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On Turning Eighteen
The whole idea of it makes me feel
like I’m swimming in a river of lightning,
much worse than any thunderstorm,
a kind of pneumonia of the spirit,
herpes of the psyche,
a disfigured blind eye of the soul.
At fourteen, I was an Italian wizard.
I could make myself melt
by drinking a glass of potions.
At seven, I was a lieutenant, and at nine a surfer.
But now I am mostly at the door
watching the bright night sky.
Back then it never fell so forcefully
against the side of a weak tree,
and the chair never leaned against my bedroom
as it does now,
all the dark, red, powder swept out of it.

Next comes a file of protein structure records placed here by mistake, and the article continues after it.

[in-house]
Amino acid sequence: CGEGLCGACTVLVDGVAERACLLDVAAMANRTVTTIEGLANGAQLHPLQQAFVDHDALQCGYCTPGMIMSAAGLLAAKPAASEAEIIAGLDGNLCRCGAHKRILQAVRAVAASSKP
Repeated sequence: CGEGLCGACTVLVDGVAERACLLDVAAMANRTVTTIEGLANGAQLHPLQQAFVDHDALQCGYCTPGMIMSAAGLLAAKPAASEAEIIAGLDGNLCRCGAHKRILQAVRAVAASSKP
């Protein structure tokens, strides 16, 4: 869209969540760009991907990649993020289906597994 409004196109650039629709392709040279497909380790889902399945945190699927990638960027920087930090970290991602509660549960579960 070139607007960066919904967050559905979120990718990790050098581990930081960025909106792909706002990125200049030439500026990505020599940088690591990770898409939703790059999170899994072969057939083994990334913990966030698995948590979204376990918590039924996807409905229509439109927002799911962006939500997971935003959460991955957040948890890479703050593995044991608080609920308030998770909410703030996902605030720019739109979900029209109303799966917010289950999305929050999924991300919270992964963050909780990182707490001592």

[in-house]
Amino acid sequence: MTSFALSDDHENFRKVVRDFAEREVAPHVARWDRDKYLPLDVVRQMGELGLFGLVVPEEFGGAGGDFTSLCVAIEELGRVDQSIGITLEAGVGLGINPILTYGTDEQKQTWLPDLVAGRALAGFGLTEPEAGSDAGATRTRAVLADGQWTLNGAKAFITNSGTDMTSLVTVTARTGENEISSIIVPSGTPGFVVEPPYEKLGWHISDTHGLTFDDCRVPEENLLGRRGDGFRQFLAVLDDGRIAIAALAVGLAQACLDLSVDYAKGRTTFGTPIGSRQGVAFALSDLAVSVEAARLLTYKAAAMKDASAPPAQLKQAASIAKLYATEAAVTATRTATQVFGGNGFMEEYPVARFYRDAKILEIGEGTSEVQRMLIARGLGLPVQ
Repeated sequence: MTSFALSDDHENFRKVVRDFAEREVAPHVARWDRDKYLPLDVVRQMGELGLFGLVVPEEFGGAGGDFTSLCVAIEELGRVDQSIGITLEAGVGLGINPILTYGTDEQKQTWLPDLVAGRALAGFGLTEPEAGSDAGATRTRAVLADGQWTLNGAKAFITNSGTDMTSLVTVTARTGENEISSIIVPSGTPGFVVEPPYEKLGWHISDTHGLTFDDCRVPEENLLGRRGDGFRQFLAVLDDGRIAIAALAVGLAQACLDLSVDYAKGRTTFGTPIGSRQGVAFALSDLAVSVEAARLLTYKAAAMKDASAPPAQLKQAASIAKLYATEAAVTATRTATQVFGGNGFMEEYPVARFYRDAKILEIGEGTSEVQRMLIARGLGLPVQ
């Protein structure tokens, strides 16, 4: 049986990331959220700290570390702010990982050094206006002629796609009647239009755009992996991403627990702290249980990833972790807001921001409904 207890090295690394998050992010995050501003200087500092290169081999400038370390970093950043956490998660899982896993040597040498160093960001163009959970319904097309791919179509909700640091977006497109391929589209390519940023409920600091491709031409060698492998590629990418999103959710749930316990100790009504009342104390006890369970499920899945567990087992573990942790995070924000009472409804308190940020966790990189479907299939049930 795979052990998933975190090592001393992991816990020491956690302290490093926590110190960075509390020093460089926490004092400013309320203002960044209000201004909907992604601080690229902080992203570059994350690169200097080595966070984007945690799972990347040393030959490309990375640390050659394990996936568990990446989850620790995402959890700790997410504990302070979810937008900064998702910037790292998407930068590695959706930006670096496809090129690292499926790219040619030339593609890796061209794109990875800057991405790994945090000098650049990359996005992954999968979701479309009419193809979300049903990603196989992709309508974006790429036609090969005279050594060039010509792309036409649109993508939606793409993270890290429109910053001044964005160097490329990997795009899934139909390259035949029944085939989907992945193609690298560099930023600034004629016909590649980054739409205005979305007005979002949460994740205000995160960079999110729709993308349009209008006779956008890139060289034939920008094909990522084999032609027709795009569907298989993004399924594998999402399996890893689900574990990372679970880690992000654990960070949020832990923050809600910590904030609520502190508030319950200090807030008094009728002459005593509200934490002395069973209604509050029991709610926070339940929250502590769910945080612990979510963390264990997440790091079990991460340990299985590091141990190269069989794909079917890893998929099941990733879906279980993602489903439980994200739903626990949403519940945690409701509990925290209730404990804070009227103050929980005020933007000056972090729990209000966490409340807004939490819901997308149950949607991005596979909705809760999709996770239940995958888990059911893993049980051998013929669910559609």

This is the beginning of loneliness, I say to myself
as I crawl through the big, black world
on my swollen knees.
It is time to say goodbye to the fantasies
that make me whole.
It is time to turn the first chaotic number.
It seems only yesterday I used to assume
there was nothing under my heart but flashlights.
If they burnt out, I would still glow
but now when I fall into the dark, depths of the ocean,
I drown. I suffocate.